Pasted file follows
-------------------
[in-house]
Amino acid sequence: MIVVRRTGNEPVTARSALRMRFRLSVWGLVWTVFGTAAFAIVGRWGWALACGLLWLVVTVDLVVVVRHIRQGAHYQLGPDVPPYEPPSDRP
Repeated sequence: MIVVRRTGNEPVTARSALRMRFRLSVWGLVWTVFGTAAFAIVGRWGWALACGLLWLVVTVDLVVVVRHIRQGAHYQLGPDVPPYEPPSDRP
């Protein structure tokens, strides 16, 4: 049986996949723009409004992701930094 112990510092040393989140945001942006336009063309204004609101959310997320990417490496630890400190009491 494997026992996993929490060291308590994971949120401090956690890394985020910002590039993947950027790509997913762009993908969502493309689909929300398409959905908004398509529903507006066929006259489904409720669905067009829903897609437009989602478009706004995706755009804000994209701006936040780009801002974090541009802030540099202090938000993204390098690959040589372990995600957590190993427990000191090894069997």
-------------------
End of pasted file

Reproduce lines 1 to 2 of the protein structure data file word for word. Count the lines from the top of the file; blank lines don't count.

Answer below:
[in-house]
Amino acid sequence: MIVVRRTGNEPVTARSALRMRFRLSVWGLVWTVFGTAAFAIVGRWGWALACGLLWLVVTVDLVVVVRHIRQGAHYQLGPDVPPYEPPSDRP